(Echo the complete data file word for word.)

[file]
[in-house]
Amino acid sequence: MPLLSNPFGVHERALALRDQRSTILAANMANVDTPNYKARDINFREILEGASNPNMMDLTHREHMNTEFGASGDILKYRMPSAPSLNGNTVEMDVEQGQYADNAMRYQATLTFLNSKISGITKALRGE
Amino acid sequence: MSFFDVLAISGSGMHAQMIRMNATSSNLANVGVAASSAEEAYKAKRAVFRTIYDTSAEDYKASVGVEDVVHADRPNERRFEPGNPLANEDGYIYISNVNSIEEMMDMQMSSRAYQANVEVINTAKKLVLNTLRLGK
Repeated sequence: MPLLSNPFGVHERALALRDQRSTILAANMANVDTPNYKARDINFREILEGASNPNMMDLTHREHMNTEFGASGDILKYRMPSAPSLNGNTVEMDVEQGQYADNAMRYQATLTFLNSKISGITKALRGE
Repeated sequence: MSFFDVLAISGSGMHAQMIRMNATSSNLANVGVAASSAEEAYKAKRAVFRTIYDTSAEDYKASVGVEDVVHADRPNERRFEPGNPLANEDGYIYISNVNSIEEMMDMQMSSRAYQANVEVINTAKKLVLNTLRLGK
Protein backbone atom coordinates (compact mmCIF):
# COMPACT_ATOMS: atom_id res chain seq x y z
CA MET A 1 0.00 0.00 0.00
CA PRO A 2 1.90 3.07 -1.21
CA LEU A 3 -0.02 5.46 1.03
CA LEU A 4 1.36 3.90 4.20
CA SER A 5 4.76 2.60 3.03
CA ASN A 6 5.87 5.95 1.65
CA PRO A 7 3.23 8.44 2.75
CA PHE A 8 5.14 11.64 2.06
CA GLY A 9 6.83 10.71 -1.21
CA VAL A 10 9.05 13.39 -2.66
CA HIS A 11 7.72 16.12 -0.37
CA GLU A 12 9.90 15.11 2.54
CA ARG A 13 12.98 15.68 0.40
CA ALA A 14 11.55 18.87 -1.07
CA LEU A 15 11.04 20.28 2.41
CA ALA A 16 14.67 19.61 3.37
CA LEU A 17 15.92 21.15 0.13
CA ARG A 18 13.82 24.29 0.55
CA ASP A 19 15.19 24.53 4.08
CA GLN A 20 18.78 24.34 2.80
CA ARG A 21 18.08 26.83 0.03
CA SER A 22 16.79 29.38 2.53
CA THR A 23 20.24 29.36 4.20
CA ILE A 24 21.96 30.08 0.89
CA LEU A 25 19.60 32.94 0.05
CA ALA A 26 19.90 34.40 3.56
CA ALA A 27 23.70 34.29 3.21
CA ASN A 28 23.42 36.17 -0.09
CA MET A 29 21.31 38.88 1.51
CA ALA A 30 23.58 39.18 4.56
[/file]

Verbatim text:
[in-house]
Amino acid sequence: MPLLSNPFGVHERALALRDQRSTILAANMANVDTPNYKARDINFREILEGASNPNMMDLTHREHMNTEFGASGDILKYRMPSAPSLNGNTVEMDVEQGQYADNAMRYQATLTFLNSKISGITKALRGE
Amino acid sequence: MSFFDVLAISGSGMHAQMIRMNATSSNLANVGVAASSAEEAYKAKRAVFRTIYDTSAEDYKASVGVEDVVHADRPNERRFEPGNPLANEDGYIYISNVNSIEEMMDMQMSSRAYQANVEVINTAKKLVLNTLRLGK
Repeated sequence: MPLLSNPFGVHERALALRDQRSTILAANMANVDTPNYKARDINFREILEGASNPNMMDLTHREHMNTEFGASGDILKYRMPSAPSLNGNTVEMDVEQGQYADNAMRYQATLTFLNSKISGITKALRGE
Repeated sequence: MSFFDVLAISGSGMHAQMIRMNATSSNLANVGVAASSAEEAYKAKRAVFRTIYDTSAEDYKASVGVEDVVHADRPNERRFEPGNPLANEDGYIYISNVNSIEEMMDMQMSSRAYQANVEVINTAKKLVLNTLRLGK
Protein backbone atom coordinates (compact mmCIF):
# COMPACT_ATOMS: atom_id res chain seq x y z
CA MET A 1 0.00 0.00 0.00
CA PRO A 2 1.90 3.07 -1.21
CA LEU A 3 -0.02 5.46 1.03
CA LEU A 4 1.36 3.90 4.20
CA SER A 5 4.76 2.60 3.03
CA ASN A 6 5.87 5.95 1.65
CA PRO A 7 3.23 8.44 2.75
CA PHE A 8 5.14 11.64 2.06
CA GLY A 9 6.83 10.71 -1.21
CA VAL A 10 9.05 13.39 -2.66
CA HIS A 11 7.72 16.12 -0.37
CA GLU A 12 9.90 15.11 2.54
CA ARG A 13 12.98 15.68 0.40
CA ALA A 14 11.55 18.87 -1.07
CA LEU A 15 11.04 20.28 2.41
CA ALA A 16 14.67 19.61 3.37
CA LEU A 17 15.92 21.15 0.13
CA ARG A 18 13.82 24.29 0.55
CA ASP A 19 15.19 24.53 4.08
CA GLN A 20 18.78 24.34 2.80
CA ARG A 21 18.08 26.83 0.03
CA SER A 22 16.79 29.38 2.53
CA THR A 23 20.24 29.36 4.20
CA ILE A 24 21.96 30.08 0.89
CA LEU A 25 19.60 32.94 0.05
CA ALA A 26 19.90 34.40 3.56
CA ALA A 27 23.70 34.29 3.21
CA ASN A 28 23.42 36.17 -0.09
CA MET A 29 21.31 38.88 1.51
CA ALA A 30 23.58 39.18 4.56